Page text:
While it is better, I'm unable to use Gnome 3 without getting annoyed. I think the main cause of is the Dash (if I'm using the right term :p) Instead of organized menu, you get a full screen with the names and icons of every application in alphabetical order instead of categories. I do realize the way around this is the menu extension or going into classic mode, but then I wind up with DE who's look and functionality is easily replicated and IMHO improved upon in XFCE while using much less system resources (keeping in mind this poor little machine only has three gigs of ram.) I see from the screenshots he's using the Dash to Dock extension, which does greatly improve usability for a lot of users.
"What kind of man would put a known criminal in charge of a major branch of government? Apart from, say, the average voter."
― Terry Pratchett, Going Postal

  • ersi
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Re: General Unix/Linux Thread
Reply #279
There are now plenty of alternatives for those who dislike Gnome 3. Ubuntu created Unity, which remains probably the most-used option for those who don't know any better. In my opinion, Cinnamon is the best desktop forked off of Gnome. Then there are Budgie and just now I took a look at Deepin desktop https://manjaro.github.io/Manjaro-Deepin-released/ The Deepin Game app (supposedly a collection of Flash games, the main reason why I tried this desktop) fails to load its contents - probably because its server considers me third world or something - but the desktop overall has its attractive aspects. And Manjaro team generally does a good job designing and preconfiguring stuff for easy readiness.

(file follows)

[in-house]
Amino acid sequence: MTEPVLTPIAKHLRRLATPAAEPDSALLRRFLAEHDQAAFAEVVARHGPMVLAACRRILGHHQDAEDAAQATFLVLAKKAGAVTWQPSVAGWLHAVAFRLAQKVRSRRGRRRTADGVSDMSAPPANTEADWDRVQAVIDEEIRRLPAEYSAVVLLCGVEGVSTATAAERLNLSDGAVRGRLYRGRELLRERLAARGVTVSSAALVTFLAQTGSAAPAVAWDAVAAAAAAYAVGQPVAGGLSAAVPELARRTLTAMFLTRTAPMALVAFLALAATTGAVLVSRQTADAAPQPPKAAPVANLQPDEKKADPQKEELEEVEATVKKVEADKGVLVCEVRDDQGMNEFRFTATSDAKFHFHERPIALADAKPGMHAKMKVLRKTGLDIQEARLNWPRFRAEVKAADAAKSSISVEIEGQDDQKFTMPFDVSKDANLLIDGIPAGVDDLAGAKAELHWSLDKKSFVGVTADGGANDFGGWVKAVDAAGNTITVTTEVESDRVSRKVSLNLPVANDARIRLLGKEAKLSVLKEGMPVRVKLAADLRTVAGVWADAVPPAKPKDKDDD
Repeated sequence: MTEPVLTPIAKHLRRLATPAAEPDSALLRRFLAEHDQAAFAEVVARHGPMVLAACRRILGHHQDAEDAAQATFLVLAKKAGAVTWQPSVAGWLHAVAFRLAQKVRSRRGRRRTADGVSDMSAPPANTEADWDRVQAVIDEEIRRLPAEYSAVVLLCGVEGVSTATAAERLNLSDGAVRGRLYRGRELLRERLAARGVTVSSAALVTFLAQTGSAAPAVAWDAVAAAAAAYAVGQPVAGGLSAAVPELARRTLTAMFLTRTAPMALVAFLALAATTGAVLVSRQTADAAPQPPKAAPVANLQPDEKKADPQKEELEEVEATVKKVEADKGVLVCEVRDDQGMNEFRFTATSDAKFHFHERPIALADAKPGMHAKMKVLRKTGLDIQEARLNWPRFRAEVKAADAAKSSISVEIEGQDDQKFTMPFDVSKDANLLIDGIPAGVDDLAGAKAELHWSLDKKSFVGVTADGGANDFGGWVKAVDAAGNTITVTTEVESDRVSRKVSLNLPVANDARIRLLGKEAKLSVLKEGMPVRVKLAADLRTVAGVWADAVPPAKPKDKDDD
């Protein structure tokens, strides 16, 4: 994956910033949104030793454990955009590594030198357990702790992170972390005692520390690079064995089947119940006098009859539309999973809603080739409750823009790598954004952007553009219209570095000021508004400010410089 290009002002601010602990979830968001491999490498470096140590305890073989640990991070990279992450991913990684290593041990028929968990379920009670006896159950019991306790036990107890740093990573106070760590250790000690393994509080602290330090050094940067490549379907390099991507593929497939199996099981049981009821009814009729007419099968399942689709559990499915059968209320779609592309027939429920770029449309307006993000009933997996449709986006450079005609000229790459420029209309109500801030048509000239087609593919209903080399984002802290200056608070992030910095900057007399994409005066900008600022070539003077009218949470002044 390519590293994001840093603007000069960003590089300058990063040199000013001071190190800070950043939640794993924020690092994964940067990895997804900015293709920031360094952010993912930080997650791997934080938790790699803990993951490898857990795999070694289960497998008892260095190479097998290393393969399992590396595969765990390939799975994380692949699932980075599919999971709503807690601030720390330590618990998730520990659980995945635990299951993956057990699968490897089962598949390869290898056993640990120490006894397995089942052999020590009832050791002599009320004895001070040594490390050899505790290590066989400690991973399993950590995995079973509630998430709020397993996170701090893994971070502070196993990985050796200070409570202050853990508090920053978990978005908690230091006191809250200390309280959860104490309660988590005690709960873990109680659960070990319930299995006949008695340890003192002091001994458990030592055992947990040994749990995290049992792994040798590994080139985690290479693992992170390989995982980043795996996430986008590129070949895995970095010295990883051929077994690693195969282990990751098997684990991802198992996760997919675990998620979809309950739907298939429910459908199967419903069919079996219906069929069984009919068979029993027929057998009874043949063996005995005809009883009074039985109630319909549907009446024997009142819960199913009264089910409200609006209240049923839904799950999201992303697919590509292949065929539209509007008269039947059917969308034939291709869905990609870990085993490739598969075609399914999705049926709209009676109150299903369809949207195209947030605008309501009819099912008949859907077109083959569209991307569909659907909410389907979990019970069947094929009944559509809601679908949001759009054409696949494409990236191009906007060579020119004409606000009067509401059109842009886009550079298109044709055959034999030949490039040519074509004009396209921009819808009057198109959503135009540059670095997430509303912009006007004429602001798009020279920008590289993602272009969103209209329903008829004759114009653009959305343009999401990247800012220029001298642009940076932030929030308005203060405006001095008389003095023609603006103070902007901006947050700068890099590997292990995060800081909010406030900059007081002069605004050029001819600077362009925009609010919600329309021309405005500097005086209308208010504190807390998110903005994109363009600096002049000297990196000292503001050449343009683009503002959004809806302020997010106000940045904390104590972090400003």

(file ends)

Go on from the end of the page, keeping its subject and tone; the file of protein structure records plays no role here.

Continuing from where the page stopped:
• Macallan
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Re: General Unix/Linux Thread
Reply #280

What do you use it for? :p

Programming of course. Lightweight / low power debugging aid ( for example, if you mess with graphics drivers it kinda helps to have an extra set of monitor & keyboard ). Also, got to finish & commit the support code for the VGA port. Just needs a little more cleanup and I want to add hotplug support as well.
Our A20 code was written for a Cubieboard 2 so there isn't much support for the Cubietruck's extra bells & whistles. I'm slowly changing that.

  • Frenzie
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Re: General Unix/Linux Thread
Reply #281
curl can now do IMAP -- something I'll probably never use, though :P

http://www.debian-administration.org/article/726/Performing_IMAP_queries_via_curl

  • Frenzie
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Re: General Unix/Linux Thread
Reply #282
"Is Wayland ready?" isn't the right question.

http://who-t.blogspot.com.au/2016/01/is-wayland-ready-yet.html

Incidentally, I believe my wife's Jolla phone uses Wayland.

  • Frenzie
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Re: General Unix/Linux Thread
Reply #283
Linux Mint 17.3 Rosa Xfce gets a glowing review by Dedoimedo.

http://www.dedoimedo.com/computers/linux-mint-rosa-xfce.html

  • Macallan